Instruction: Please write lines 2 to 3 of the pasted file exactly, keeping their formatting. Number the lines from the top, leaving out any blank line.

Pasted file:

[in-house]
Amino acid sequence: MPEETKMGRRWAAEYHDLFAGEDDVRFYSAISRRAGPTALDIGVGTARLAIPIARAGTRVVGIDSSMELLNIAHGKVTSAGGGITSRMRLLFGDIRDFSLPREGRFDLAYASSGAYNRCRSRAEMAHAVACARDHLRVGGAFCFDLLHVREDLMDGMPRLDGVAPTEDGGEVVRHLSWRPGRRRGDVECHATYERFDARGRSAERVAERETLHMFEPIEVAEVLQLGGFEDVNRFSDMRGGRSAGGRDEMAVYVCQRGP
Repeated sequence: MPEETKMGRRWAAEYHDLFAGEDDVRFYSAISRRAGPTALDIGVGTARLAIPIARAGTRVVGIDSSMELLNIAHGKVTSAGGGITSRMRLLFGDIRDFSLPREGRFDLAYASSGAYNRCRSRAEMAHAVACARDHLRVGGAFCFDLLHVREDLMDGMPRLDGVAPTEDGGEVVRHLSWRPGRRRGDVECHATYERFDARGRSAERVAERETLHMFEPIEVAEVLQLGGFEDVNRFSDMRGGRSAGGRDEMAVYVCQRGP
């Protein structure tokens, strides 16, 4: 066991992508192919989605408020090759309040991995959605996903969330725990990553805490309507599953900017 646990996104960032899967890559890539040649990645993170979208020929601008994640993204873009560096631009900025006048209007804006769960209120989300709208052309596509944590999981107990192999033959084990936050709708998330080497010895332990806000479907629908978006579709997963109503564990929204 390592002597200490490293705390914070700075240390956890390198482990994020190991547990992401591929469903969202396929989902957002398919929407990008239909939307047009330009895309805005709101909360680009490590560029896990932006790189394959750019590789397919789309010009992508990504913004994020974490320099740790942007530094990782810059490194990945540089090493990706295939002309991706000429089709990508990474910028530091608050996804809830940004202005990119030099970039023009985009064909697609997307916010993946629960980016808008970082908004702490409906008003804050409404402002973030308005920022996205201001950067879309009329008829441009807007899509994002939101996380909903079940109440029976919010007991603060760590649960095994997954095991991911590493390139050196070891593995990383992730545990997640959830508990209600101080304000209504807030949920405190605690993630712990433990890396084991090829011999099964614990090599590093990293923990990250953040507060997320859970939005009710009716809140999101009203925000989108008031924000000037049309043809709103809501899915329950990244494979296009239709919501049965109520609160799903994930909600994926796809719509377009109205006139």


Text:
Amino acid sequence: MPEETKMGRRWAAEYHDLFAGEDDVRFYSAISRRAGPTALDIGVGTARLAIPIARAGTRVVGIDSSMELLNIAHGKVTSAGGGITSRMRLLFGDIRDFSLPREGRFDLAYASSGAYNRCRSRAEMAHAVACARDHLRVGGAFCFDLLHVREDLMDGMPRLDGVAPTEDGGEVVRHLSWRPGRRRGDVECHATYERFDARGRSAERVAERETLHMFEPIEVAEVLQLGGFEDVNRFSDMRGGRSAGGRDEMAVYVCQRGP
Repeated sequence: MPEETKMGRRWAAEYHDLFAGEDDVRFYSAISRRAGPTALDIGVGTARLAIPIARAGTRVVGIDSSMELLNIAHGKVTSAGGGITSRMRLLFGDIRDFSLPREGRFDLAYASSGAYNRCRSRAEMAHAVACARDHLRVGGAFCFDLLHVREDLMDGMPRLDGVAPTEDGGEVVRHLSWRPGRRRGDVECHATYERFDARGRSAERVAERETLHMFEPIEVAEVLQLGGFEDVNRFSDMRGGRSAGGRDEMAVYVCQRGP